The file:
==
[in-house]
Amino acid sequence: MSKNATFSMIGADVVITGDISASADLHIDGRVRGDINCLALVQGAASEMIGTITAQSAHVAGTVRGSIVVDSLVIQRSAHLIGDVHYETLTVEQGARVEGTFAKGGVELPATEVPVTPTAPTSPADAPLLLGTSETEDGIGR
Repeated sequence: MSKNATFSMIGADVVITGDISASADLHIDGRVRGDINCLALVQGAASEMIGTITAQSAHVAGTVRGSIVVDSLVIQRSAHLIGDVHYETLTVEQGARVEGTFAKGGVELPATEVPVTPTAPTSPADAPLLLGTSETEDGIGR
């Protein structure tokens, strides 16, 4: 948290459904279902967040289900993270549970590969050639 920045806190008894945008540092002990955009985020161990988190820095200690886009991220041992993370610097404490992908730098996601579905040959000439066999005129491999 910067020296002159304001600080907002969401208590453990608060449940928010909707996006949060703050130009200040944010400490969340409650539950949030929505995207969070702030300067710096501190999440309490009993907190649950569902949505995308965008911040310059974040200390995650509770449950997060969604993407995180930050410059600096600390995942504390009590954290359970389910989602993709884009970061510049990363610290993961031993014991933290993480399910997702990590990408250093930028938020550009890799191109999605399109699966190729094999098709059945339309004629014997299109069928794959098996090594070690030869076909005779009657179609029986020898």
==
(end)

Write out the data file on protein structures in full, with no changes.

[in-house]
Amino acid sequence: MSKNATFSMIGADVVITGDISASADLHIDGRVRGDINCLALVQGAASEMIGTITAQSAHVAGTVRGSIVVDSLVIQRSAHLIGDVHYETLTVEQGARVEGTFAKGGVELPATEVPVTPTAPTSPADAPLLLGTSETEDGIGR
Repeated sequence: MSKNATFSMIGADVVITGDISASADLHIDGRVRGDINCLALVQGAASEMIGTITAQSAHVAGTVRGSIVVDSLVIQRSAHLIGDVHYETLTVEQGARVEGTFAKGGVELPATEVPVTPTAPTSPADAPLLLGTSETEDGIGR
């Protein structure tokens, strides 16, 4: 948290459904279902967040289900993270549970590969050639 920045806190008894945008540092002990955009985020161990988190820095200690886009991220041992993370610097404490992908730098996601579905040959000439066999005129491999 910067020296002159304001600080907002969401208590453990608060449940928010909707996006949060703050130009200040944010400490969340409650539950949030929505995207969070702030300067710096501190999440309490009993907190649950569902949505995308965008911040310059974040200390995650509770449950997060969604993407995180930050410059600096600390995942504390009590954290359970389910989602993709884009970061510049990363610290993961031993014991933290993480399910997702990590990408250093930028938020550009890799191109999605399109699966190729094999098709059945339309004629014997299109069928794959098996090594070690030869076909005779009657179609029986020898």